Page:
Emory Report
March 24, 2008
Volume 60, Number 24

The institute will:
• Serve as a regional resource center for teacher-training and curriculum design

• Host a wide range of cultural and educational events open to the community

• Assist APS in developing Foreign Language Model Sites for k–12 Chinese instruction that can be replicated by schools statewide

• Offer classes in Chinese language and culture geared toward Atlanta’s business community, teachers, parents and the public

• Facilitate academic exchanges at all levels and in all disciplines between Emory and Nanjing University

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March 24, 2008
Emory, Atlanta Public Schools inaugurate Confucius Institute

By Elaine Justice

Faculty and administrators from Emory, Nanjing University in China and Atlanta Public Schools were on hand March 19 at Sammye E. Coan Middle School in Edgewood to mark the inauguration of a unique partnership: the establishment of the Confucius Institute in Atlanta.

The institute is the first in the state of Georgia and the only one in the nation to be jointly administered by a private university and a public school system. Its mission is to help introduce k–12 instruction in Modern Standard Chinese throughout the state of Georgia and foster knowledge of Chinese language and culture in the greater metropolitan Atlanta area.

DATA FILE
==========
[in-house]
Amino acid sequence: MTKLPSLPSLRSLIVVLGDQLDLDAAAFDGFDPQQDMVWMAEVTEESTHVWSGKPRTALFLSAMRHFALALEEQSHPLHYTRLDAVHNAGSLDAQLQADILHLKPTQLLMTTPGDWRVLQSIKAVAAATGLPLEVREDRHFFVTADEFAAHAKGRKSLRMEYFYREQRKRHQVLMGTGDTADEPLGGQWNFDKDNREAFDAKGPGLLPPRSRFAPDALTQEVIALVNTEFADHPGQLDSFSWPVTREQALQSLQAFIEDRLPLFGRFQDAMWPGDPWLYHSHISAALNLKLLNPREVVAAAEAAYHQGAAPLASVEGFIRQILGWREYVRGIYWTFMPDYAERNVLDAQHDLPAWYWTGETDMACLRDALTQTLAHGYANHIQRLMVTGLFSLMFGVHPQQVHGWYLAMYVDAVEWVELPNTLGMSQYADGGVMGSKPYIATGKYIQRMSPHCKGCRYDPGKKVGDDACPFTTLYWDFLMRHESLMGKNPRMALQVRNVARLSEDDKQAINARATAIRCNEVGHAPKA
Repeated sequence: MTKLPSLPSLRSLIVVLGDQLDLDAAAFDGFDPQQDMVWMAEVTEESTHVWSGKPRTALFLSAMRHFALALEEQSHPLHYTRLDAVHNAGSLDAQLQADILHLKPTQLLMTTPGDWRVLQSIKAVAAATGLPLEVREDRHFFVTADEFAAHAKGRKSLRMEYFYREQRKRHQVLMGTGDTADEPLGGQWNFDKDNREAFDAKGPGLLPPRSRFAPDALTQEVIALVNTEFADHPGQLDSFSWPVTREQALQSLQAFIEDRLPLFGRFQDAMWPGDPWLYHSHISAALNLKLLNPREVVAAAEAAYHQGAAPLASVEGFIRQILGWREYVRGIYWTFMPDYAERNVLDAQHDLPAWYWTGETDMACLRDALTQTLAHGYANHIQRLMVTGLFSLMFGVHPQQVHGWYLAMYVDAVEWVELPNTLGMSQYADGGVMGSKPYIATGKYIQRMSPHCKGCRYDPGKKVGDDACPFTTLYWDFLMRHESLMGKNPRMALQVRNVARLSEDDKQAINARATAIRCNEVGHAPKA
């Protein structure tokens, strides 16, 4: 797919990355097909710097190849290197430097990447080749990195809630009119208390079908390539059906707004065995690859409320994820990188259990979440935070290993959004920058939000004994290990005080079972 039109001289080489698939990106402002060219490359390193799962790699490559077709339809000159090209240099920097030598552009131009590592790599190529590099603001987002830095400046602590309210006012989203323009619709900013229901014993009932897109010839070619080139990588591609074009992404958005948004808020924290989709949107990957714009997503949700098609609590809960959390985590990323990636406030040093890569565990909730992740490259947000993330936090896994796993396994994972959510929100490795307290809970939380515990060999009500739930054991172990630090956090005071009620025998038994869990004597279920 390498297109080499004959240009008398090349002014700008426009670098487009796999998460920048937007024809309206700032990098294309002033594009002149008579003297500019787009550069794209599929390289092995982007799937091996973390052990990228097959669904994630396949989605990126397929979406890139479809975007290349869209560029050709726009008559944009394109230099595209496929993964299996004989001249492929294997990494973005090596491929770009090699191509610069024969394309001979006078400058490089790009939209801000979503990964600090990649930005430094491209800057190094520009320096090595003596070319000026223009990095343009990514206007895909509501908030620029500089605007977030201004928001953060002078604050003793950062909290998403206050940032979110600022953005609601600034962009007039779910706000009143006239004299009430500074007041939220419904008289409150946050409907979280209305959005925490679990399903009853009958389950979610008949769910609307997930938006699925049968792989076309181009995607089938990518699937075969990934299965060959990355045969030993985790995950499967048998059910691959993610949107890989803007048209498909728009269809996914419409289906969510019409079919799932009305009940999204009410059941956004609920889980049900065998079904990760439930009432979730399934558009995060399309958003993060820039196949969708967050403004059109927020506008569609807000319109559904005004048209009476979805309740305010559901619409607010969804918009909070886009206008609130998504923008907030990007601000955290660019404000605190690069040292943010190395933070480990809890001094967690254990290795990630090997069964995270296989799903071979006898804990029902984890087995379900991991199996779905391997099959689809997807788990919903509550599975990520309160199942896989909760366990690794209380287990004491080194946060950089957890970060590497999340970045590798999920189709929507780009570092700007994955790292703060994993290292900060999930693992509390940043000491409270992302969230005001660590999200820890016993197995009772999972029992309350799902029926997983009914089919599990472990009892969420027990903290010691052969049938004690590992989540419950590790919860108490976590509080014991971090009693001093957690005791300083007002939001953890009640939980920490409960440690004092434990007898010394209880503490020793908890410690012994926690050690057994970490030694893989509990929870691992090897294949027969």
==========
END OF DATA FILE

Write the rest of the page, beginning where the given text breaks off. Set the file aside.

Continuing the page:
Housed at Coan Middle School, the Confucius Institute in Atlanta is “designed to be a gateway to Chinese language and culture for individuals, families, communities and schools in metro Atlanta and the surrounding area,” says Rong Cai, Emory associate professor of Chinese Studies and the inaugural director of the institute.

“Our agenda is driven by two things only: to meet the needs of the local community and our commitment to meet those needs,” said Cai at the inaugural, where Juliette Apkarian, chair of Russian and East Asian Languages and Cultures, presided.

Speaking at the inaugural, President Jim Wagner said that Emory’s relationship with China dates to the 1850s. Students from China were among Emory’s first international students, he said, and Young John Allen, a member of the class of 1858, became one of the founders of modern Chinese journalism in Shanghai.

Today Emory has a growing interdisciplinary program in Chinese studies, faculty who are engaged in numerous research initiatives, visiting faculty from China, and students who travel extensively throughout East Asia, said Wagner. He and Provost Earl Lewis visited China in 2007 to launch a new joint project in medicine in Beijing and meet with Emory alumni there.

The Confucius Institute in Atlanta is funded with a renewable, three-year grant from the Chinese Language Council International (Hanban), which is affiliated with the Ministry of Education of China. It is the 41st such institute in the United States.